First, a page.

In John’s gospel, we are told that God is spirit (John 4:24). That is probably about as good as our feeble minds can come to explaining who or what God is. Basically, we can’t even begin to conceive of what God’s nature is. The Trinity is complicated, but may still be inadequate.


So we have Jesus as God in human form praying to God. Then we have the Holy Spirit, promised by Jesus, becoming a part of the believers, beginning at Pentecost. If we have the Holy Spirit, then God the Holy Spirit can be in multiple places and at multiple times (stay with me). This is also how and why Jesus prays to God. God as Jesus is limited by condescending to human form. Jesus had all the limitations we do. To communicate with God the Father, he needed to pray.


This also means that God is not confined to a place. We pray to God in heaven, but God is not confined to heaven, as if we could ever hope to confine God. I also believe that God is not confined to time. In fact, space and time are helpful for us to make sense of the world, but are irrelevant to God. God is everywhere. God was before time.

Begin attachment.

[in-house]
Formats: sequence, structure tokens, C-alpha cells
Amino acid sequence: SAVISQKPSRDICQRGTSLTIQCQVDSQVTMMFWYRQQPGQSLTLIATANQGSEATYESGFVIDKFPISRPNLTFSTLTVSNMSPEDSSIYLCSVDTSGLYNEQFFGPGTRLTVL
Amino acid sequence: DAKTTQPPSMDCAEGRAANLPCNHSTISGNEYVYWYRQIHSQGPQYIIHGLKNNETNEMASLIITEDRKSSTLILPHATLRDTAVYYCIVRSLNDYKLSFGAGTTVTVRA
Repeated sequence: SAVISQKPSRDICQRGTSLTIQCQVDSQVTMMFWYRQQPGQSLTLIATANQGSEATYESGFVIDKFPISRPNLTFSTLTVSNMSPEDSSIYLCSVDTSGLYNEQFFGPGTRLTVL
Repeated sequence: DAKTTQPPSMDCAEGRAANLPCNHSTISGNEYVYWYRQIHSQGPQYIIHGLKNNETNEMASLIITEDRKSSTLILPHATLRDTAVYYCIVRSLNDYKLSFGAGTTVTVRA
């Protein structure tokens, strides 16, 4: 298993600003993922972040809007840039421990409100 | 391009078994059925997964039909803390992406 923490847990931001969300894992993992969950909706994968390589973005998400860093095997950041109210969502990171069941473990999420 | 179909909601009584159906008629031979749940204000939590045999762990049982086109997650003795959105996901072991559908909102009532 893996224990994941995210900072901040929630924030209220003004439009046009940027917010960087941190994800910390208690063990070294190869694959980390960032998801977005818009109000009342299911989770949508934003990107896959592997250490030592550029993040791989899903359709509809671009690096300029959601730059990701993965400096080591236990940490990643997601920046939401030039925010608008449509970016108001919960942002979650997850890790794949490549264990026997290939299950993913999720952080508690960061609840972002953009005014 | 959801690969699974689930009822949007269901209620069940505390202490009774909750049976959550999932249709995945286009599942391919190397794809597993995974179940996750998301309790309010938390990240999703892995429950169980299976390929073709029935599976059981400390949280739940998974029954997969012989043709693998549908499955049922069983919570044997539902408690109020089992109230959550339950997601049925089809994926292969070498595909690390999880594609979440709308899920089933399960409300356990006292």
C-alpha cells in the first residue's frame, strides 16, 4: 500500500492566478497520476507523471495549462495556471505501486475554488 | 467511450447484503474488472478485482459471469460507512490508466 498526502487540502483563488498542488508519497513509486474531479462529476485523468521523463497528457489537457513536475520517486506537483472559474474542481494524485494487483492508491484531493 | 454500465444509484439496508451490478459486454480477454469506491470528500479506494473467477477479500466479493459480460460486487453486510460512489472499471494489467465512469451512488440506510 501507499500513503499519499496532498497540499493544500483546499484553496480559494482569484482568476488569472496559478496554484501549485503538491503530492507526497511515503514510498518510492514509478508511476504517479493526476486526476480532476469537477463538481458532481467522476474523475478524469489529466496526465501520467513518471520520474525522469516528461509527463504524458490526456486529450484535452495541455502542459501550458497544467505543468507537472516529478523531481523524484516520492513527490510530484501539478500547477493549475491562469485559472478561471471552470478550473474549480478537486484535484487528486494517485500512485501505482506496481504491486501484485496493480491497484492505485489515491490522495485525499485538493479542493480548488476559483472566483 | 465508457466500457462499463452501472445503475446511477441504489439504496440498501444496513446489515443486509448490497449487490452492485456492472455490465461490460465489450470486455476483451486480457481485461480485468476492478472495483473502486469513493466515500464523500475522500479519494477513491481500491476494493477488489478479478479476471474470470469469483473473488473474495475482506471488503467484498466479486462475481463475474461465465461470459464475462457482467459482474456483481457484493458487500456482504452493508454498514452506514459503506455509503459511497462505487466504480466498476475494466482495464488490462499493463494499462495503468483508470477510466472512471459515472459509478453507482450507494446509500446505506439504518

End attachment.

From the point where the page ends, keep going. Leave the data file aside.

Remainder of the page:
Jesus can be on earth and at the same time God can be elsewhere. God the Holy Spirit can be with all of us no matter where we are and no matter when we are. And God can be in heaven or anywhere else.


Andrei Rublev's Trinity, representing the Fath...

Andrei Rublev’s Trinity, representing the Father, Son and Holy Spirit in a similar manner. (Photo credit: Wikipedia)

Can God be more than Trinity? It’s possible. After all, we are talking about God. God is not limited by our own feeble ideas and philosophies. But the Trinity is convenient because the three persons of the Trinity is how we have experienced God through time. When we read about God’s actions in scripture, Trinity fits.


It is our relationship with God that Paul tries to make sense out of for the Romans. Paul’s audience in Rome is, primarily, Jesus following Jews. In describing our life with God, Paul says that we live in the Spirit. The Spirit raised Jesus from the dead and the Spirit gives us life in our mortal bodies.